According to the user guide, the manufacturer recommends a 10M ohm impedance preamp. That's a very high impedance, which might even exceed the guitar/"instrument level" input on some mixers (contrast with "line level" and "microphone level").
The short answer is that unless your mixer has a matching high-Z input, then the violin is going to sound thin in a manner very similar to your experiences with electrical guitars. It'll work in the sense that you can get a signal from the violin pickup, but you probably won't like the result. Updated: A regular DI unit might not have a high enough impedance, since electric guitar pickups are in the 20K to 40K range. For maximum flexibility, your friend should consider getting a DI unit with an input impedance that matches the pickup.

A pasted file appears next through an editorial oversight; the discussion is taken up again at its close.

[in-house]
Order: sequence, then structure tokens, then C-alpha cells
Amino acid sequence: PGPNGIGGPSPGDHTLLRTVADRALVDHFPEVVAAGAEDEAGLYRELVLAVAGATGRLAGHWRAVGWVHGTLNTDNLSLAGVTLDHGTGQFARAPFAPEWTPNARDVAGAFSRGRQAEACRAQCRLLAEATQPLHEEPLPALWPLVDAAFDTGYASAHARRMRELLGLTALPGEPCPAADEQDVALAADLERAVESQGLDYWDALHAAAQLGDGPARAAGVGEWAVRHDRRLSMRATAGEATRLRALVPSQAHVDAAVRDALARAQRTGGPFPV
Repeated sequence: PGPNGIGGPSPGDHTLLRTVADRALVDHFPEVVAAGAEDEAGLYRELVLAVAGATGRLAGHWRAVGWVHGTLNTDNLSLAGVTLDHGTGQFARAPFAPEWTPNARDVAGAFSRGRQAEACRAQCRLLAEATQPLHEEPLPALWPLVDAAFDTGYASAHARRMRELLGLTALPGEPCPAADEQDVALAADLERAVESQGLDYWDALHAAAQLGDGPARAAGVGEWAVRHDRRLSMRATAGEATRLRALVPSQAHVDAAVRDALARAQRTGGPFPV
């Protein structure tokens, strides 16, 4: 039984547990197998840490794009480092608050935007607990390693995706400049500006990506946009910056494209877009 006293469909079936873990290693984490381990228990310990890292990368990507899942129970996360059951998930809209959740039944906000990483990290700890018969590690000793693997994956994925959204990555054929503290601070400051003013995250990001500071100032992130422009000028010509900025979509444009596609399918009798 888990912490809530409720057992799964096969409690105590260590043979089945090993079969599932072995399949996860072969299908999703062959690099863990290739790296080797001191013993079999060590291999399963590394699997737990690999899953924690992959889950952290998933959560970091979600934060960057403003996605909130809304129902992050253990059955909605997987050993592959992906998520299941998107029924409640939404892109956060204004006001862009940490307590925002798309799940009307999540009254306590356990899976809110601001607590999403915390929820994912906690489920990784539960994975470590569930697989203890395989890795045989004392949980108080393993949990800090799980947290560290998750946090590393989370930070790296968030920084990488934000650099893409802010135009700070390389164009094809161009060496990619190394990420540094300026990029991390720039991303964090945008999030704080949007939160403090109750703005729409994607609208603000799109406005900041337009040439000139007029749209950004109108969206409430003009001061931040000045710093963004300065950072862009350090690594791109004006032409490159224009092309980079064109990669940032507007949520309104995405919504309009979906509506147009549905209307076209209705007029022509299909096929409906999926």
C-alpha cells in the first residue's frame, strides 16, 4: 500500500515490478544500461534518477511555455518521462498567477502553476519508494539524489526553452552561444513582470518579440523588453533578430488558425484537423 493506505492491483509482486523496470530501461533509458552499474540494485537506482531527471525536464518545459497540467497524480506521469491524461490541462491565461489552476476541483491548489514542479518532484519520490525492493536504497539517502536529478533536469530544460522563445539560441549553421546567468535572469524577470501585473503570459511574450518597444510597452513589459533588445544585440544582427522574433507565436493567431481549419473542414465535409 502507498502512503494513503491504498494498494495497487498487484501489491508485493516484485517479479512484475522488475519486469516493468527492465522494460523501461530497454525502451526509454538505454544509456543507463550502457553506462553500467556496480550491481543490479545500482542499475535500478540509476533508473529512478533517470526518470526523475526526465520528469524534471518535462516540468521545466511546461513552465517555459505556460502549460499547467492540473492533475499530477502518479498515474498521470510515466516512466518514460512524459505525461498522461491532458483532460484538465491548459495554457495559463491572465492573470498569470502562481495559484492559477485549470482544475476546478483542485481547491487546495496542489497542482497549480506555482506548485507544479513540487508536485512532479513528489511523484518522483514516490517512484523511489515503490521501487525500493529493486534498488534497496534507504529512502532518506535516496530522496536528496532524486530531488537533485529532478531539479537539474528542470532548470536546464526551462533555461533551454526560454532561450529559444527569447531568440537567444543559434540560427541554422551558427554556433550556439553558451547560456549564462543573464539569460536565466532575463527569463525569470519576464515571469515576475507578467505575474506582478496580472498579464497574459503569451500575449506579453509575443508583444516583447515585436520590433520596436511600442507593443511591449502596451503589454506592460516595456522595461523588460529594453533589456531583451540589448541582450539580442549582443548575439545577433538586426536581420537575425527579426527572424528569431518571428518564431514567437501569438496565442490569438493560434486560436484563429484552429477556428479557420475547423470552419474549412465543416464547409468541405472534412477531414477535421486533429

Here's a good overview of impedance in relation to sound recording. According to this, the Fishman V-200 is a high-Z source. It's okay to connect a low-Z source to a high-Z input, but the opposite has consequences:
If you connect a low-Z source to a high-Z load, there is no distortion or frequency-response change caused by this connection. But if you connect a high-Z source to a low-Z load, you might get distortion or altered response. For example, suppose you connect an electric bass guitar (a high-Z device) into an XLR-type mic input (a low-Z load). The low frequencies in the signal will roll off, so the bass will sound thin.
We want the bass guitar to be loaded by a high impedance, and we want the mic input to be fed by a low-impedance signal. A direct box or impedance-matching adapter does this.
I don't have any experience with the Fishman V-200 pickup, but trying to plug in electric guitars and basses into low-Z inputs is a pretty common problem that a lot of musicians have run into at some point. Without the Internet, or some knowledge of electrical engineering, the result can be pretty baffling :-)